Do I Have a Drug Problem?

The provided set of questions is designed to help individuals self-assess for drug addiction symptoms and determine whether they might have a drug abuse or addiction problem. This self-diagnosis tool aims to aid in recognising the severity of drug abuse and in making informed decisions about seeking help. Additionally, for those who are unsure or concerned about their own or a loved one’s drug use, there is an option to reach out and speak to a professional for guidance and support.

This anonymous questionnaire is used purely for screening purpouses and is based loosely on the questionnaire used by the Johns Hopkins University Hospital, Baltimore, Maryland  for scoring and screening for drug-related addiction disorders.

Some of the Symptoms of Drug Addiction

One of the more common symptoms of addiction is the increased tolerance to the drug over time. In other words, the effect of the drug no longer kicks in as soon as it used to and the effects last shorter than before.

Another common symptom is the withdrawal that takes place when the drug is not taken. Withdrawal is the unpleasant and sometimes dangerous, physical response that takes place.


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Diagnosing the Signs of Substance Addiction

According to the American Psychiatric Association if more than three of the following patterns are displayed during the period of a year addiction is in place:

  • Increased tolerance to the drug
  • Withdrawal symptoms or continued use of substance to alleviate withdrawal
  • Loss of control where the person takes larger doses of the substance or over longer periods of time than they had intended
  • Desire to cut back or abstain from the substance and recurring unsuccessful attempts to do so
  • Inordinate amount of time is spent on obtaining, using and or recovering from drug use
  • Substance abuse results in other important activities being neglected, such as work, social and recreational commitments
  • Continued use of drugs even when the individual realises that there are serious physical or psychological problems caused as a result of using

Drug addiction is a very serious progressive illness that is best treated as early as possible, much the same as other chronic illnesses.  If left to continue its course addiction can lead the victim on a path of destruction that ultimately could cost his/her life.

Recognising drug addiction symptoms can help to get the victim to treatment promptly and so avoid some of the damage that they might otherwise have suffered.  A Californian study at UCLA found that dealing with drug addiction symptoms through effective rehab is a very smart investment. For every one US$1 spent on drug addiction treatment, $7 in financial gain was generated for the community!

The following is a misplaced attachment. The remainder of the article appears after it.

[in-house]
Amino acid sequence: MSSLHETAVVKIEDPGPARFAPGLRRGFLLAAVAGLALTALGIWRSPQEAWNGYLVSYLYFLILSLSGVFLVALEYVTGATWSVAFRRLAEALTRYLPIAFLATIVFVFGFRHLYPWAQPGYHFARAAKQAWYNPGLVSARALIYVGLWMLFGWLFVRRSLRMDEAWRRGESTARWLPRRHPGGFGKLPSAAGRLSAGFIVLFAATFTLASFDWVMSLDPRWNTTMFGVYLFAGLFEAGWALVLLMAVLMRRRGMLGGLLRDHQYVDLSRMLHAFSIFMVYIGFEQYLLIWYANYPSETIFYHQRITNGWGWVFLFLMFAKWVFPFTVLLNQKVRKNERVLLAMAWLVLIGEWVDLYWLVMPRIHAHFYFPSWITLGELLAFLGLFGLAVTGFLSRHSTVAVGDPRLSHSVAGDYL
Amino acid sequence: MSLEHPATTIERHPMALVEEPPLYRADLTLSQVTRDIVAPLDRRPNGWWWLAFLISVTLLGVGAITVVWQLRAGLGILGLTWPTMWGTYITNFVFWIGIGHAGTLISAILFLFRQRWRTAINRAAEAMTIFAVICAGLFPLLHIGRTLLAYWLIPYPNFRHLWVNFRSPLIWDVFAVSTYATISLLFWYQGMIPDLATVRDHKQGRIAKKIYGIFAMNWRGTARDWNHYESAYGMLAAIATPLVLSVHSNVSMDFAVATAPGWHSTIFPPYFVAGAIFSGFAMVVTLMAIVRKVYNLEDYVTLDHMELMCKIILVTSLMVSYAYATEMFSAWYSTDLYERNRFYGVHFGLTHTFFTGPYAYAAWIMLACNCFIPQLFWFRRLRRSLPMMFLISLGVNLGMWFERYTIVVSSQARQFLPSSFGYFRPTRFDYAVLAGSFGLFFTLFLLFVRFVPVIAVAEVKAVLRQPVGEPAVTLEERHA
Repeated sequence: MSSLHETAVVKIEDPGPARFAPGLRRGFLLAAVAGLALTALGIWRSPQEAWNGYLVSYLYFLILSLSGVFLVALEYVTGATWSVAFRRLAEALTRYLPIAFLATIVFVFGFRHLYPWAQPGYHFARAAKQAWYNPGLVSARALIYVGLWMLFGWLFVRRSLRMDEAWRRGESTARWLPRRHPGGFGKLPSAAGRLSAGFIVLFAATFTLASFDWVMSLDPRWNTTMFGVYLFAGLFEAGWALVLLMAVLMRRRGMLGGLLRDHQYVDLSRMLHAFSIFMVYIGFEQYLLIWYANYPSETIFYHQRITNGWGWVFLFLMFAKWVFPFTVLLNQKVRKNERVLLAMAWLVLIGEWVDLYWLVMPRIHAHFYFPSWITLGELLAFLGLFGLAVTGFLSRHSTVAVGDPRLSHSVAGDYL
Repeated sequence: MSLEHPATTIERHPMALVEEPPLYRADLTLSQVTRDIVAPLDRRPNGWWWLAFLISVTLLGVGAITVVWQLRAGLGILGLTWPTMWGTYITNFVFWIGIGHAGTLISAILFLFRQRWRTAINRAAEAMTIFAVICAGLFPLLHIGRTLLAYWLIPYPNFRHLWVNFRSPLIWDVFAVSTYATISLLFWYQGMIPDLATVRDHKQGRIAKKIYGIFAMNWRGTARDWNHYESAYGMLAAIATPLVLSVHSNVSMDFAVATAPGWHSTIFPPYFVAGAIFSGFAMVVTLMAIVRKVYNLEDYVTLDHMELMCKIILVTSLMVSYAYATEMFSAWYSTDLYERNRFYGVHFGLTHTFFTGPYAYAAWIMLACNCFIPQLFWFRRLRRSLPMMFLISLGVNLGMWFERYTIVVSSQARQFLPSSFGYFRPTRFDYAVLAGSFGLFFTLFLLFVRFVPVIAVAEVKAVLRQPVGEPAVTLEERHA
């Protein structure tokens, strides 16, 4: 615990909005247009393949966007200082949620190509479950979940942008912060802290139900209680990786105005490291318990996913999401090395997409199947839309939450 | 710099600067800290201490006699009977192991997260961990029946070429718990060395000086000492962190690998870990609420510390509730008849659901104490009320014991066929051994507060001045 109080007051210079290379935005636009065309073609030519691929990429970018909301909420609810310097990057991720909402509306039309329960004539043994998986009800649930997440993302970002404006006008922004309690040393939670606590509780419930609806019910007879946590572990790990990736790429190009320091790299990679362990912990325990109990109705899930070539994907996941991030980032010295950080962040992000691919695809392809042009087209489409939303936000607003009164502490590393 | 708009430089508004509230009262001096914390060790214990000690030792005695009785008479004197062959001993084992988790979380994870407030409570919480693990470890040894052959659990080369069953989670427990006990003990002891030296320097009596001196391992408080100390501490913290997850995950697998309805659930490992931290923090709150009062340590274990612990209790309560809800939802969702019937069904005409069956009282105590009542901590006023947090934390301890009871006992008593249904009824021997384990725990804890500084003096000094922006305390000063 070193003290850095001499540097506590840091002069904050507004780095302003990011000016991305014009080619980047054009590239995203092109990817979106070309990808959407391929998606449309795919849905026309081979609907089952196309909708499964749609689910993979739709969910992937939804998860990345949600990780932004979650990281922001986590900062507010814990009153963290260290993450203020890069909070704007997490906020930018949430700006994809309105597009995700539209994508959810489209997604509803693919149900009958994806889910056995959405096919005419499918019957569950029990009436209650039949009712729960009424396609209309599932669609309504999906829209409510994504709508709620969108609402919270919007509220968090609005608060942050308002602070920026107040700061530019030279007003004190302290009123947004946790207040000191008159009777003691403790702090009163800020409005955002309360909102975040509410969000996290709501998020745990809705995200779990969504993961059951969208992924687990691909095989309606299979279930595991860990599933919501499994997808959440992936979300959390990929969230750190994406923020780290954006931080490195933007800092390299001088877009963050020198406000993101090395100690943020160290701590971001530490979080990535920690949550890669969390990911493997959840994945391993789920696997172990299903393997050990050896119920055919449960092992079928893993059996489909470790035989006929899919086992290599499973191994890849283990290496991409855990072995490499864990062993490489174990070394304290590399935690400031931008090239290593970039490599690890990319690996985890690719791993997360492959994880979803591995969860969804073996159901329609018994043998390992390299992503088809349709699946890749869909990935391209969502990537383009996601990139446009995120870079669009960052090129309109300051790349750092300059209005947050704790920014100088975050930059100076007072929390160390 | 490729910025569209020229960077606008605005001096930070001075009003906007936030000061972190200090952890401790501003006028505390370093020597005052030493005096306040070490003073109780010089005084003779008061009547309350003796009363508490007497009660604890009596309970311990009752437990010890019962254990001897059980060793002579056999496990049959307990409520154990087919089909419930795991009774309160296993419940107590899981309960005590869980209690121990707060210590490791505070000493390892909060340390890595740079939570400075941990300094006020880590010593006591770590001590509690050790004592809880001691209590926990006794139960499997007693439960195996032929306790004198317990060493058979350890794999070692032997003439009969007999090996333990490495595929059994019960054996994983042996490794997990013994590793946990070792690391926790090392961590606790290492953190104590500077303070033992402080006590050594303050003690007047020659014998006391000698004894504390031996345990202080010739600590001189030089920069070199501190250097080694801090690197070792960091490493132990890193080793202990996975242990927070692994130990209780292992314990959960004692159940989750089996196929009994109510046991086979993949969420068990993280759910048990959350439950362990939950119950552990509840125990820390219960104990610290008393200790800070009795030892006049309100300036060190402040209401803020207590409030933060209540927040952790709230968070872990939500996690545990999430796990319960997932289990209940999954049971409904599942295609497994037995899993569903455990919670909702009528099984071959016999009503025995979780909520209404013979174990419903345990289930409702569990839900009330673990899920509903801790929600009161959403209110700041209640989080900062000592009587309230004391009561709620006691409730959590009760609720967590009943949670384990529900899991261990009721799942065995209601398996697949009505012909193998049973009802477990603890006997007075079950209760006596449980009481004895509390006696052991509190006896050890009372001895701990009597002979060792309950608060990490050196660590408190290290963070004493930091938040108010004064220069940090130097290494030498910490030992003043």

Avoiding the damages of addiction can far outweigh the cost of that treatment.

One of the drug addiction symptoms that might sound obvious but could be hard to spot is chronic drug abuse.  An addict may well conceal his/her their drug using and mask their behaviour.  Drug addicts will use drugs no matter what the consequences – this along with the presence of withdrawal symptoms and the development of tolerance is a chief symptom of addiction.

Physical drug addiction symptoms

Using drugs has a direct effect on the brain and body.  It also often has a secondary effect in that addicts will not eat properly.  This is not always the case however so you should not rely on spotting an addict based on them “looking like” an addict.  Also the drug addiction symptoms that do appear will differ between substances.
Here are some physical symptoms:

  • Bloodshot eyes.
  • Pupils that are dilated (bigger) or constricted (smaller).
  • Loss of interest in food or disrupted sleep patterns.
  • Sudden changes in weight.
  • Deteriorating personal hygiene.
  • Unusual smells on breath or clothing.
  • Shaking, sweating, slurred speech or being very clumsy.

Behavioural drug addiction symptoms

There are often very dramatic drug addiction symptoms that manifest in behaviour.  These signs are generally due to the person needing to cover up for drug use.  Here are some examples:

Skipping work or school without reason.
Financial difficulty without any good reason.  The addict may start to borrow money or steal to get it.
Secretive behaviour – not saying where he/she is going or has been.
Suddenly getting a new group of friends and changing social activities.
Skirting the law or getting into trouble (e.g.: car accidents, fighting, etc).

Psychological drug addiction symptoms

Using drugs has an effect on the brain.  It therefore has an effect on the psyche of the person, resulting in psychological drug addiction symptoms such as:

  • Personality changes.
  • Changes in attitude – for example suddenly becoming either very positive or negative without reason.
  • Mood swings, irritability, anger.
  • Hyperactivity – having too much energy.
  • Loss of motivation, almost as if the person is sedated.
  • Paranoia and irrational fears – a sense that the world is out to get him/her.

Self-diagnosis and drug addiction symptoms

If you’re unsure at all about your drug use then the safest option you have is to contact one of our addictions counsellors.  They are trained to assess drug addiction symptoms and recommend an appropriate solution.

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